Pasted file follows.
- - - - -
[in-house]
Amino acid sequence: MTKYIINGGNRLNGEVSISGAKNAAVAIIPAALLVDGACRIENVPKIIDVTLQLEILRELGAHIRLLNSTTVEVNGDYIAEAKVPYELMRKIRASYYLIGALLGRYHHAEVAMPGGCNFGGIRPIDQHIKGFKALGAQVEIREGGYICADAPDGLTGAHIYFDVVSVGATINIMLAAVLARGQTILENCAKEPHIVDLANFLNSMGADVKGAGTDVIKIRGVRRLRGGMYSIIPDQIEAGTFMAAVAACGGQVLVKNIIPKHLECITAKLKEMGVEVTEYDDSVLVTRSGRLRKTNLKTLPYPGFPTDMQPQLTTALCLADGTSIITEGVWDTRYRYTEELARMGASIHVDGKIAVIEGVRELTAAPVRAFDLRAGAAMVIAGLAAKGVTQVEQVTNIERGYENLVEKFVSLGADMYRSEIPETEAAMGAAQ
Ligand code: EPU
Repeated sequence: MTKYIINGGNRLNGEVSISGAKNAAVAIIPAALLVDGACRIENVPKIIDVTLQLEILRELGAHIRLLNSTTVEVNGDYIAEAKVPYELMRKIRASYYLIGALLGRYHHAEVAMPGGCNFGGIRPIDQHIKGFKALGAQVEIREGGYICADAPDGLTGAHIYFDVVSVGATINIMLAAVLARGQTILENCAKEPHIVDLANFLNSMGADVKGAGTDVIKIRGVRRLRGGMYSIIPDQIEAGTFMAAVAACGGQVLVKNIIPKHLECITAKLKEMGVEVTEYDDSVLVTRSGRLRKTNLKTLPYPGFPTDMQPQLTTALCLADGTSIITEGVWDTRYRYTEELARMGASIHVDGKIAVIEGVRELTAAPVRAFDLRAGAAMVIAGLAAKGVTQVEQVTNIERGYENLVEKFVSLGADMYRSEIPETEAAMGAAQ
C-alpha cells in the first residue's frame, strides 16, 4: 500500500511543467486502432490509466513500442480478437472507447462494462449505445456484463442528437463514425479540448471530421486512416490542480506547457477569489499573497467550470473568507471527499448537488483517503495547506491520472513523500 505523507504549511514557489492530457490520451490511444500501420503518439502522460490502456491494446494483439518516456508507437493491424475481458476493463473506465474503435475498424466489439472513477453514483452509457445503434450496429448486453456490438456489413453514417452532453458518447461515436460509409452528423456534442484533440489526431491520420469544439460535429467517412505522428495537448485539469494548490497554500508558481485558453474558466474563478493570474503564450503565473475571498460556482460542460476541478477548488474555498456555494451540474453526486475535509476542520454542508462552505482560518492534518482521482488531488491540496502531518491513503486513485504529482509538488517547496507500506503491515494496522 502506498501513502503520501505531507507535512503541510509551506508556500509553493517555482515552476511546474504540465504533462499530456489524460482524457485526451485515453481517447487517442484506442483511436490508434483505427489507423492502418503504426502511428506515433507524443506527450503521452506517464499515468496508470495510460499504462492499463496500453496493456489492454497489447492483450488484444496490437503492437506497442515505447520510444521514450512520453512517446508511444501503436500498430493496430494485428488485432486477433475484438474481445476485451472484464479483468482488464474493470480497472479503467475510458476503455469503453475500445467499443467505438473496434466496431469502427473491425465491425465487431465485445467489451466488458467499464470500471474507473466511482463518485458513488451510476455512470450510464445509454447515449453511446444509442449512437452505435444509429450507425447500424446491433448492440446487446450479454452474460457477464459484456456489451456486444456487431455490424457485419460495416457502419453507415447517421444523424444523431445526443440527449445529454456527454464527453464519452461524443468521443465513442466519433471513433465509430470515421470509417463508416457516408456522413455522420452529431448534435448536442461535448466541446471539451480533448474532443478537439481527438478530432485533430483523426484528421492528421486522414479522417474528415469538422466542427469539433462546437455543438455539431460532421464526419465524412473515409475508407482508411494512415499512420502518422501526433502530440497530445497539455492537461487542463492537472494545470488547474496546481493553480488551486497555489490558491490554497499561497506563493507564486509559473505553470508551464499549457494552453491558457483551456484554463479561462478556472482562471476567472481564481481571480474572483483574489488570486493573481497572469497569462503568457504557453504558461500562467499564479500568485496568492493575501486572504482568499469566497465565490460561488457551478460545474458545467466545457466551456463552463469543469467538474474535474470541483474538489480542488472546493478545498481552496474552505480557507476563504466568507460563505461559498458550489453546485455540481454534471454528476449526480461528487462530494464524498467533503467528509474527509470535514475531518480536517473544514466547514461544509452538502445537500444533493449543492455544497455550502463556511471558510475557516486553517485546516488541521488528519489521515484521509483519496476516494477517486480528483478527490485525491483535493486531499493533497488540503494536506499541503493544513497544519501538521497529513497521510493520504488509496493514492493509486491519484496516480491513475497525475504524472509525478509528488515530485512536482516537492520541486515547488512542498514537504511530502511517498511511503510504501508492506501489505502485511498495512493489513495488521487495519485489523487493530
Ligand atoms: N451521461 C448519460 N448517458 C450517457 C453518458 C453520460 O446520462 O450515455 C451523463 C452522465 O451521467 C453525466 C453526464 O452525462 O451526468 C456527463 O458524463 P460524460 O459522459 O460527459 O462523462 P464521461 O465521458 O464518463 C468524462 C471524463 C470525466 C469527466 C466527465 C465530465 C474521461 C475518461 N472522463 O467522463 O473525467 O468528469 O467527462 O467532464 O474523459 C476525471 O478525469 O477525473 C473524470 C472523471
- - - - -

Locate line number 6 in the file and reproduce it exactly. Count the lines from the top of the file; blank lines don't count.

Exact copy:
Ligand atoms: N451521461 C448519460 N448517458 C450517457 C453518458 C453520460 O446520462 O450515455 C451523463 C452522465 O451521467 C453525466 C453526464 O452525462 O451526468 C456527463 O458524463 P460524460 O459522459 O460527459 O462523462 P464521461 O465521458 O464518463 C468524462 C471524463 C470525466 C469527466 C466527465 C465530465 C474521461 C475518461 N472522463 O467522463 O473525467 O468528469 O467527462 O467532464 O474523459 C476525471 O478525469 O477525473 C473524470 C472523471